Body Dysmorphic Disorder

Body-Dysmorphic-DisorderBody Dysmorphic Disorder or BDD is a real illness and affects people of both genders and of various ages. This is so much more intense, painful, and life consuming than body image issues.

 

BDD differs from having body image issues or dissatisfaction with your body, because you end up having a preoccupation with a part of your body (skin, hair, nose, breasts, legs, penis…The list goes on and on) that typically is unrecognizable to others, or something that is so small that others would never comment on it. However you feel that people are always looking at or judging you on your imperfections.

 

The area of the body that you consider to be flawed or imperfect typically causes a great deal of anxiety and stress for you. There are times when you may feel sad or depressed, get down on yourself, feel hopeless, frustrated. angry or even guilty for being so concerned with your appearance. For you this is not about vanity, it’s about trying to conceal a part of you that you are unhappy with and feel that others will be critical or mean about.

 

You may find that the majority of your day is consumed by trying to cover up, camouflage or try to change your appearance so that the area you have a problem with is not being exposed. You could spend hours and hours just to get ready before you leave your home because you feel like you have to do things done a certain way before you leave and you probably find that they rest of your day is focused upon your flaw.

 

Maybe you can relate to this example:

 

▪ If you believe like your skin is full of blemishes and your face looks red; you may feel shame and spend much time washing your face, applying certain creams, then makeup to hide the blemishes; you may have to style your hair a certain way so that your it takes away from the imperfections on your face. You may believe that covering up may distract someone from looking at the “blemishes.”

 

Here is a list of some of the things you may do if you have BDD:

 

▪ Frequently checking on the area of your body that you are unhappy with

▪ Frequent or excessive grooming; tweezing, waxing, styling hair, washing, pick at pimples etc

▪ Comparing yourself to others; specifically the part of the body (or areas of the body) that you are most unhappy with

▪ Frequently changing or adjusting clothing

▪ Constant mirror gazing or avoidance (some people may even look in the mirror constantly then go through periods that they want to avoid looking in the mirror)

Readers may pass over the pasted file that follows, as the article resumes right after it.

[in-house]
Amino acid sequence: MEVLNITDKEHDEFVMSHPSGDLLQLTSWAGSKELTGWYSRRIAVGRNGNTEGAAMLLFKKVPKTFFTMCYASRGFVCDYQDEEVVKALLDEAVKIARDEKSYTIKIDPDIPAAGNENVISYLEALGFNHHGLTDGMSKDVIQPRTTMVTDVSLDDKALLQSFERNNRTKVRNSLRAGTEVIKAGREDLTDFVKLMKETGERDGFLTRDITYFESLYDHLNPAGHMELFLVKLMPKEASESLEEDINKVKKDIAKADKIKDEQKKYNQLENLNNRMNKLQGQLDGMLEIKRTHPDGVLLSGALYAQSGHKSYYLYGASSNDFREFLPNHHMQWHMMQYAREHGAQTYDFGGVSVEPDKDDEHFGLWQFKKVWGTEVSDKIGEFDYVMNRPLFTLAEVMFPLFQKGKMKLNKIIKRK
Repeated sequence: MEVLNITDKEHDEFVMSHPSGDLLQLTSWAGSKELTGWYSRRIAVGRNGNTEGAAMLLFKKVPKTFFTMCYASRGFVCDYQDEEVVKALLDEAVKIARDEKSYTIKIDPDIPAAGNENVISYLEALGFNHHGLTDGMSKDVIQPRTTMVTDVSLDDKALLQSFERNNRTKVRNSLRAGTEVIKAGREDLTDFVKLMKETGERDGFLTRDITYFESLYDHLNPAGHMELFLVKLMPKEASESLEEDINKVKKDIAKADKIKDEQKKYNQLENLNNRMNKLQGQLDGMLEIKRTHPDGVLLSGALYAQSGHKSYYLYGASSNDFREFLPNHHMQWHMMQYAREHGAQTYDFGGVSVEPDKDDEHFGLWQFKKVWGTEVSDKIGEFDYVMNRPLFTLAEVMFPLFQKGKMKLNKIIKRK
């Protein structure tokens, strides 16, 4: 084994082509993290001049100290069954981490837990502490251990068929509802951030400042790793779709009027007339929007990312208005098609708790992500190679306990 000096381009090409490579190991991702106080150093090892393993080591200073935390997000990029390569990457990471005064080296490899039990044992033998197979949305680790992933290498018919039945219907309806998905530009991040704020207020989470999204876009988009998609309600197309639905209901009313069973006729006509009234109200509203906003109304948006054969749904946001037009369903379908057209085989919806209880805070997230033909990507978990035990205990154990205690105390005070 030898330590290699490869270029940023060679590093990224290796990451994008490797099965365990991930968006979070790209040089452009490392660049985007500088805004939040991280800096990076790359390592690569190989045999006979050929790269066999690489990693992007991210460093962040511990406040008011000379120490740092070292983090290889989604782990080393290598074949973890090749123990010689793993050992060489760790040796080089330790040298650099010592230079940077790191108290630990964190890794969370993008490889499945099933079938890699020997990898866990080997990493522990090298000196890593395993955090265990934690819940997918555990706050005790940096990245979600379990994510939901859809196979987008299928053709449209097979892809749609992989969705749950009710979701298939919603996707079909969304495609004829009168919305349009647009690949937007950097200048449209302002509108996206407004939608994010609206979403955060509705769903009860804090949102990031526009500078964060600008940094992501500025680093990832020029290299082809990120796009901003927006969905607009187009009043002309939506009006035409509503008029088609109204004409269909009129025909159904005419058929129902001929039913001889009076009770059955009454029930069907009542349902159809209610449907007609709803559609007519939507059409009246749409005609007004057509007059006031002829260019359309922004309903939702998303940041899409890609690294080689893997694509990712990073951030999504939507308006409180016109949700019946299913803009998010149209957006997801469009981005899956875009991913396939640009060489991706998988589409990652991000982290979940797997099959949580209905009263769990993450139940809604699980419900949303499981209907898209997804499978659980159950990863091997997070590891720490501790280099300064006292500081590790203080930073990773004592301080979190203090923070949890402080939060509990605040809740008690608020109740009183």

▪ Trying to camouflage the area of body that you are unhappy with (using makeup, clothing etc)

▪ Avoid social gatherings; being with friends, family, dating

▪ Having trouble at work; maybe you work in a job that is below what you are actually capable of because you don’t believe that you are good enough to do something else; or afraid you will fail

▪ You are often distracted while working, because you are worried about other people seeing your flaw(s)

▪ You frequently miss school or drop out because it is too difficult to be around other people

▪ You frequently or excessive diet; or are constantly trying different diets

▪ You exercise excessively

▪ You have had or are consider plastic surgery to fix the area of the body you are unhappy with

▪ You may think about suicide

 

Typically if you have BDD, you will hear people commenting on how you look, and they will usually say something positive. But you will just shrug it off because you will think that they are just saying something to be nice, or that it is what people do even if they don’t mean it.

 

Most people who do have BDD are very attractive but have trouble seeing themselves for what others see them. There is something in the way that you perceive things that makes you focus primarily on your flaw rather than the whole picture. When someone sees you they are not going to zoom in on the spot that you feel most vulnerable. Because that is something that you tend to focus on you feel that others will automatically also focus their attention on that area

 

Informational Strategies

 

▪ Keep a log of your daily routine; chart for about a week to see how much time you spend on grooming, checking and trying to hide your imperfection

▪ Chart the emotions that you feel when you think about the area of the body that you are unhappy with, record when you feel more sad, anxious, stressed etc

▪ Ask someone that you are very comfortable with if they also recognize the problem that you see, sometimes talking it out with another will help to relieve some of the anxiety you feel

▪ Try to focus on a part of your body/appearance that you are happy with rather than the part that you are unhappy with

 

Sometimes you need more help than going to a friend or family member. You might need the help of a mental health professional to guide you through this tough time. Having BDD is associated with a lot of other emotions and usually there are other reasons why you might be so focused on an area that you are unhappy with. There are different methods of therapy, like Cognitive Behavioral Therapy or EMDR that has been found to be very useful for people like you who are suffering from this. Remember that only a mental health professional can make a true diagnosis of BDD. If you feel that you might be one those individuals contact a mental health professional like myself.

 

Contact mark by email: mark@markdworkin.com or phone: (516) 731-7611